*This advice should also be followed for providers of home-based care.

Return to work should be overseen by the organisation providing care.

Returning to work in a high risk setting after having COVID-19*

Additional restrictions apply regarding attending work at a high risk setting after clearance from isolation.

Repeat testing is not required prior to recommencing work.

Staff should follow the recovering from COVID-19 advice.

COVID-19 exposures in a high-risk setting

High-risk settings and facilities will activate their COVID-19 business continuity planning and contact tracing following any relevant exposure or outbreak.

ACT Health will continue to support risk assessments for exposures or outbreaks within high-risk settings and facilities.

Please refer to the aged care page for more information regarding managing an exposure in aged care settings.

Please refer to the Disability care page (coming soon) for more information regarding exposure in disability care settings.

Residents/clients of a high-risk setting who are high risk (close) contacts of a COVID-19 case can be released from quarantine according to requirements for the general population (i.e. from day 8 post exposure).

From day 8-14 post exposure residents/clients should:

  • should wear a mask when in any common areas
  • avoid time spent in common areas
  • practise physical distancing wherever possible
  • undertake relevant testing for COVID-19
  • quarantine if they develop symptoms during this time.

Staff should wear appropriate PPE for contact with residents/clients of a high-risk setting who are in isolation, quarantine or under stay-at-home requirements.

PPE use during a COVID-19 exposure or outbreak in a facility

During a COVID-19 outbreak, staff will need to wear appropriate PPE to protect themselves from exposure to COVID-19. Appropriate PPE means:

  • P2/N95 mask
  • eye protection (for example, face shield or goggles, not prescription glasses)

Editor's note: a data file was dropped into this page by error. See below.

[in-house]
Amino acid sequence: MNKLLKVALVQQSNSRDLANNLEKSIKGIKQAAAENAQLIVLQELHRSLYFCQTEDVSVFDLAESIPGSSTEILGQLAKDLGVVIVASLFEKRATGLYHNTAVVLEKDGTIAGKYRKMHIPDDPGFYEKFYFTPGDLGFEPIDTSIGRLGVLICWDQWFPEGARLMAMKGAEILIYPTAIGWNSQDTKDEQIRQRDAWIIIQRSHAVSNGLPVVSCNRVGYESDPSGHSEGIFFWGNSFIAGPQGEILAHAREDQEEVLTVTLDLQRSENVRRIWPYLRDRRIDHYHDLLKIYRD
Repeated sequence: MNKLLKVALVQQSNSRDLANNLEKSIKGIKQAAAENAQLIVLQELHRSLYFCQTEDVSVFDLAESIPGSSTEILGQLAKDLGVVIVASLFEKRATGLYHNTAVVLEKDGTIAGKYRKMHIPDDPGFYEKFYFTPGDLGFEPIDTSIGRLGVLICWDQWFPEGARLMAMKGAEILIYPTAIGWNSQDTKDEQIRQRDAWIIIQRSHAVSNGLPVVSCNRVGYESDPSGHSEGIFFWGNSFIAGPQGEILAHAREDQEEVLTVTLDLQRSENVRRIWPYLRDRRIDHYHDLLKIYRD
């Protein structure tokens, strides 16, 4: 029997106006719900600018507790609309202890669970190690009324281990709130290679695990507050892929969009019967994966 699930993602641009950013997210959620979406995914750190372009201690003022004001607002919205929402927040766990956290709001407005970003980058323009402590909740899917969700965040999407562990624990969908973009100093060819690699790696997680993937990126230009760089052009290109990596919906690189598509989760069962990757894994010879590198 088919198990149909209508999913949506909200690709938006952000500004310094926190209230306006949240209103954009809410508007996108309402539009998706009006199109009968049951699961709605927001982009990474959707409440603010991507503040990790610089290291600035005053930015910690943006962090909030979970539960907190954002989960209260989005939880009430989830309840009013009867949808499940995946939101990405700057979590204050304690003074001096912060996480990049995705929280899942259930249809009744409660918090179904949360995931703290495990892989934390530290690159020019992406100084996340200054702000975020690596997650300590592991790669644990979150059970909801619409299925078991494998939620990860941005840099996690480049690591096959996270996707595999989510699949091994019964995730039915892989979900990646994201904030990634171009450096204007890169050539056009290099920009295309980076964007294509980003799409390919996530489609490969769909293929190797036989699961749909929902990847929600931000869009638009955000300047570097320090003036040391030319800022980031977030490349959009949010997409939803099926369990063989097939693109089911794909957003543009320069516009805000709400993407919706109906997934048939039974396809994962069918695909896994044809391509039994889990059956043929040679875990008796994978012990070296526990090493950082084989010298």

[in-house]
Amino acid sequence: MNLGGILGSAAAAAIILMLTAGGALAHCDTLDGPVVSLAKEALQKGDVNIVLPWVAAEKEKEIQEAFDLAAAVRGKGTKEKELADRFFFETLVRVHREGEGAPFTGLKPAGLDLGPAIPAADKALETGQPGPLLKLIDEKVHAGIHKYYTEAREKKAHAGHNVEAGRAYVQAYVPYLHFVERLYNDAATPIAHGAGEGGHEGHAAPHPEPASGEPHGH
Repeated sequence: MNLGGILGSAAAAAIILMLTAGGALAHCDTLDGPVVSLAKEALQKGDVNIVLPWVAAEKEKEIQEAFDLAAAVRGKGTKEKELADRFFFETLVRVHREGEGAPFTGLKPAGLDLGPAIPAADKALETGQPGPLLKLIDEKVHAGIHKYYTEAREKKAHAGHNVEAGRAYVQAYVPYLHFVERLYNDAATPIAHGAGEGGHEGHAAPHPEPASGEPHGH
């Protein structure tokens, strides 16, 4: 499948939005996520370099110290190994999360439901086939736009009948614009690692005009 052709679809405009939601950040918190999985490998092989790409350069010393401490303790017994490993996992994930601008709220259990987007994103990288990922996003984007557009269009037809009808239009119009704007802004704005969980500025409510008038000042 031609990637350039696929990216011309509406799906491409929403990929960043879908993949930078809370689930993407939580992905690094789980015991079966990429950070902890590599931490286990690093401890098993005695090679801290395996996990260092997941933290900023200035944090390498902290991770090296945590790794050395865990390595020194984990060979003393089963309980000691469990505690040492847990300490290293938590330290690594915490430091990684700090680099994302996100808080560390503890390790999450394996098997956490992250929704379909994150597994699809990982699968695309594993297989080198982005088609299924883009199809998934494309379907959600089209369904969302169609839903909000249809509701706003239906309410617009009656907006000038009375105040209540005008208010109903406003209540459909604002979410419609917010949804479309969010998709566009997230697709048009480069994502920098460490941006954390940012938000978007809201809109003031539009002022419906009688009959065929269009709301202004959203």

• long-sleeved impermeable gown
  • gloves.

Please ensure you have adequate supplies of PPE available immediately for use in a COVID-19 outbreak.

Residents and clients of a high-risk setting

Residents or clients who test positive for COVID-19 should receive their usual care.

Those providing this care will need to wear PPE in order to protect themselves and other clients and residents.

Residents or clients who test positive for COVID-19 will be cleared from isolation by ACT Health 7 days after their positive test date.

Care providers may continue to utilise PPE (including P2/N95 mask and eye protection) and request the resident/client to isolate until their symptoms have resolved or they are feeling much better, this should not be for more than an additional 7 days.

Medical contraindications or temporary exemptions to COVID-19 vaccination

COVID-19 vaccination has become a mandatory condition of employment for some workforces and situations in the ACT.

In these situations and under public health directions, people will be required to provide evidence of their COVID-19 vaccination status, or of an authorised exemption to vaccination.

Please see information for employees that require vaccination. It includes information related to exemptions to vaccination.

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Acknowledgement of Country

We acknowledge the Traditional Custodians of the ACT, the Ngunnawal people. We acknowledge and respect their continuing culture and the contribution they make to the life of this city and this region.

Last Updated: January 22 2022